Spinal Cord Stimulation

What is spinal cord stimulation?

Spinal cord stimulation (SCS) is a surgical treatment option for patients with chronic pain. Since the inception of SCS in 1971, research and advances in technology have established spinal cord stimulation as an effective method of treating various manifestations of pain.

How many patients use spinal cord stimulation?

A majority of the 50,000 neuromodulation devices implanted every year are spinal cord stimulators. SCS has proven to effectively treat chronic pain in the majority of cases (50% to 70%).

What kinds of pain does spinal cord stimulation treat?

SCS is used for treatment of chronic pain that has failed multimodal therapy. Neuropathic pain tends to be more responsive than other forms of pain, and radicular symptoms tend to respond better than axial symptoms. Conditions most commonly treated by SCS include complex regional pain syndrome type 1, failed back surgery syndrome, and neuropathic pain.

Who is a candidate for spinal cord stimulation therapy?

Patients who undergo SCS therapy typically (a) have been afflicted with chronic pain that has persisted for more than 6 months, (b) have exhausted conventional pain therapy, and (c) have undergone a trial period of stimulation lasting 5 to 7 days, which has demonstrated efficacy in relieving pain. Patients who undergo SCS therapy complete a psychological evaluation and magnetic resonance imaging, where the lead will be placed prior to SCS implantation.

What does trial stimulation involve?

A trial stimulator is implanted prior to implantation of a permanent stimulator to ensure that SCS adequately covers the patient’s area of pain. The trial SCS pulse generator is carried outside of the body. A permanent SCS device is implanted only if pain relief efficacy of trial stimulation is greater than 50%.

How are spinal cord stimulation devices implanted?

The three components of SCS devices are the implantable pulse generator (IPG), connecting wires, and electrodes.

The IPG is a battery-powered generator responsible for creating the electrical impulses that stimulate the spinal cord. The IPG can be controlled through a remote control and may be rechargeable or nonrechargeable. SCS may be percutaneous or paddle leads.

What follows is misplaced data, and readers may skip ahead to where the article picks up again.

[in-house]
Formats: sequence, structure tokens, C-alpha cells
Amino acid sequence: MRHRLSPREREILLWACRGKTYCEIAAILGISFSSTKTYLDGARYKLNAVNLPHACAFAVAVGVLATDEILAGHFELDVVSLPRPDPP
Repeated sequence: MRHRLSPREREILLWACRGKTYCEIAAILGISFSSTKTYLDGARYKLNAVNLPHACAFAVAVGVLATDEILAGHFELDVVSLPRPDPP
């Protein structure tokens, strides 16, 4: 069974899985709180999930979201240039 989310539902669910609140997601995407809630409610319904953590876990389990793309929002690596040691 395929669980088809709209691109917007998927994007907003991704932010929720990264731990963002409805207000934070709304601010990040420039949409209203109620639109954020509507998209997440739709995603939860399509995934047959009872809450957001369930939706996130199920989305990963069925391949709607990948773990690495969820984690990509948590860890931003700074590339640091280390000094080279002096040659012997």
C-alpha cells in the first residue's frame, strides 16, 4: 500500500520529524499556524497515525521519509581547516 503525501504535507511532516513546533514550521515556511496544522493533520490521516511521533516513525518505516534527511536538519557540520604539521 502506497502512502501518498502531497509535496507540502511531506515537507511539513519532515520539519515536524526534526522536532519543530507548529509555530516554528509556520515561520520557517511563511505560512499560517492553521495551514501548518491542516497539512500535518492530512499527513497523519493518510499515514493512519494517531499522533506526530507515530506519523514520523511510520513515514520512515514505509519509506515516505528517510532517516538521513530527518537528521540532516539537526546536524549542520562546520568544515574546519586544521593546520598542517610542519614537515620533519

Percutaneous electrodes are rod-shaped leads, and thus exhibit a cylindrical energy distribution vector. As a result, percutaneous electrodes exhibit multidirectional energy distribution, meaning that energy delivery of percutaneous electrodes is less effective than paddle electrodes. The size and shape of percutaneous leads allow placement through a needle. Paddle electrodes exhibit a unidirectional energy distribution vector, epidurally only, and are implanted through a laminotomy. Which type of lead is placed is variable depending on patient and implanter.

What is the mechanism of spinal cord stimulation action?

Although the mechanism of SCS action has not been fully understood, the Melzack-Wall gate control theory of pain provides a partial explanation of how SCS stimulation can decrease pain perception. Electrical stimulation of Aβ afferent fibers works to downregulate the anterolateral pain perception tract, resulting in the analgesic effects characteristic of SCS. A consequence of electrical stimulation of Aβ afferent fibers is the sensation of paresthesia, a tingling sensation in stimulated dermatomes.

Although the Melzack-Wall gate control theory of pain partially explains the analgesic mechanisms of SCS, this theory does not fully explain SCS mechanism of action. Specifically, high-frequency stimulation (HFS), a stimulation pattern characterized by frequency of stimulation of 1000–10,000 Hz, does not induce paresthesia characteristic of traditional SCS. Loss of paresthesia sensation in HFS indicates that the Melzack-Wall gate control theory of pain does not fully account for SCS mechanism of action.

Spinal cord stimulation electrical impulses have qualities such as amplitude, frequency, and pulse width. What do these mean?

Amplitude, frequency, and pulse width are characteristics of any form of electric current. These parameters can be adjusted to best optimize pain relief.

Amplitude refers to the magnitude of electrical stimulation, and is measured in volts. Frequency refers to number of impulses per second, and is measured in hertz. Pulse width refers to duration of the electrical impulse, and is measured in microseconds. Amplitude, frequency, and pulse width can be increased to increase intensity of stimulation.


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